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Daughter is the term used for the female offspring in relation to her parents. It is therefore the feminine version of the word son, which is the term used for male offspring. The word daughter also has several other connotations attached to it. One of these being that the term daughter can also be used in reference to female descendancy or consanguinity. Another is that it can be used as a term of endearment coming from an elder.
A daughter is a female offspring; a girl, woman, or female animal in relation to her parents. Daughterhood is the state of being someone's daughter. The male counterpart is a son. Analogously the name is used in several areas to show relations between groups or elements.
In patriarchal societies, daughters often have different or lesser familial rights than sons. A family may prefer to have sons rather than daughters, with the daughters subjected to female infanticide. In some societies it is the custom for a daughter to be 'sold' to her husband, who must pay a bride price. The reverse of this custom, where the parents pay the husband a sum of money to compensate for the financial burden of the woman, is found in societies where women do not labour outside the home, and is referred to as dowry.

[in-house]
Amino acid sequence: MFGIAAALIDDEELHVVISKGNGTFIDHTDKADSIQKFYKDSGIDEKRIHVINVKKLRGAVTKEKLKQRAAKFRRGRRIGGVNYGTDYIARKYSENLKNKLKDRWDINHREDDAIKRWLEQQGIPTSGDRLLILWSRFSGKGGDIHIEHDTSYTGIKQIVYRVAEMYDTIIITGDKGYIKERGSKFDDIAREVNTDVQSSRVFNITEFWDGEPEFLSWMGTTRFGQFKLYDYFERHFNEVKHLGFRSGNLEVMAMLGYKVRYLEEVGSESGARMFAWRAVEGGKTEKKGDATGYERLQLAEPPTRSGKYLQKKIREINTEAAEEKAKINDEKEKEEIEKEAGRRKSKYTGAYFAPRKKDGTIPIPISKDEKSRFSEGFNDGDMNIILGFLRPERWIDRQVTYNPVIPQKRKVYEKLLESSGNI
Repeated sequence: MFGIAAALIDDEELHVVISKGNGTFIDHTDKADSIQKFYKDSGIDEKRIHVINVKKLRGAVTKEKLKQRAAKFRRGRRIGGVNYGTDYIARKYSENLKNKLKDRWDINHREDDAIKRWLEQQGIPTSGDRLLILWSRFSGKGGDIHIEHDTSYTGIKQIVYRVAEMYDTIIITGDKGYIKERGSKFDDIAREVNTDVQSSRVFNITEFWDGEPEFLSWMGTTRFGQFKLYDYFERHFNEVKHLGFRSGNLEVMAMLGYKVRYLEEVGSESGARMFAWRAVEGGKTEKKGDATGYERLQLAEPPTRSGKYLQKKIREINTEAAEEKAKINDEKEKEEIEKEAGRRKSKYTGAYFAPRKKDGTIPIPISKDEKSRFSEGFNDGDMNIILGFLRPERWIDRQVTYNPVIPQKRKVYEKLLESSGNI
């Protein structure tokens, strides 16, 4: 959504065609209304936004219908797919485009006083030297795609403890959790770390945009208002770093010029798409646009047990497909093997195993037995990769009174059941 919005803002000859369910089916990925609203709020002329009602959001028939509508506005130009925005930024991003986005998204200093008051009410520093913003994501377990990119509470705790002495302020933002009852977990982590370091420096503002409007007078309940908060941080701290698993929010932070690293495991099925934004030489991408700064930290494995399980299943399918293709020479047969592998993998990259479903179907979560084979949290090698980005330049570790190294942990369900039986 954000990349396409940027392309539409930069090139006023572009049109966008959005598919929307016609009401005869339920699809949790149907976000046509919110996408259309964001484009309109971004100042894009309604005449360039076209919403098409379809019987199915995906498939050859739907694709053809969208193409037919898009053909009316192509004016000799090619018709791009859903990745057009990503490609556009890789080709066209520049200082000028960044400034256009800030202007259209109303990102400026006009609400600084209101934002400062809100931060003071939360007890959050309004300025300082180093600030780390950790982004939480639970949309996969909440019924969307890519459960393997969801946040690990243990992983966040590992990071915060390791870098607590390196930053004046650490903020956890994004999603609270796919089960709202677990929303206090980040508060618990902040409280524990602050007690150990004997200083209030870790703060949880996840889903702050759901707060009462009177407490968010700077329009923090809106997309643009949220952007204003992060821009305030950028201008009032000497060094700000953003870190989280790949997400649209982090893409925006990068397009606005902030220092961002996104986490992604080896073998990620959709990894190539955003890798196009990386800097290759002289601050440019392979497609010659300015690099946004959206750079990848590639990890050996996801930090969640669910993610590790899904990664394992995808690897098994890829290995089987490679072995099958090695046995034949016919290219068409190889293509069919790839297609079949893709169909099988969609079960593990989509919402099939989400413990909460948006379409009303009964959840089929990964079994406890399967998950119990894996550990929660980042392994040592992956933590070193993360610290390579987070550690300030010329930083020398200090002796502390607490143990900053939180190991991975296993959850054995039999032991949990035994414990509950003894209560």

In the United States, the birth rate is 105 sons to 100 daughters which has been the natural birth rate since the 18th century. About 80 percent of prospective adoptive parents from the US will choose a girl over a boy.
Daughters in Business
When viewing how daughters are being treated in the family-role, most are held at high expectations because they have more responsibility. Daughters have the role of daddy’s little girl which in other words means that the daughter has to do whatever possible to fulfil the expectation that a father has for the daughter. Which is more difficult for the daughter because of her gender. Being a women gives the abilities to have to work for something 10 times more than a men. Especially in a family business there are more pressure to a girl. “The roles assigned to the daughters by their fathers and by the daughters themselves ranged from the role of daddy's little girl, which stressed her fragile and defenseless position within the family and the necessity of "pleasing daddy," to that of a tough and independent manager in the business.” (pg. 37,Dumas). Which only explains how much more work a daughter has to put in order to manage to have a higher stand in the business. Additionally, it stated by Rosenblatt, de Mik, Anderson, and Johnson, “However, it is possible that the tensions resulting from role carryover are even stronger for daughters than they are for sons, since sons have been socialized to join the business and are seen as the eventual successor ( 1985).”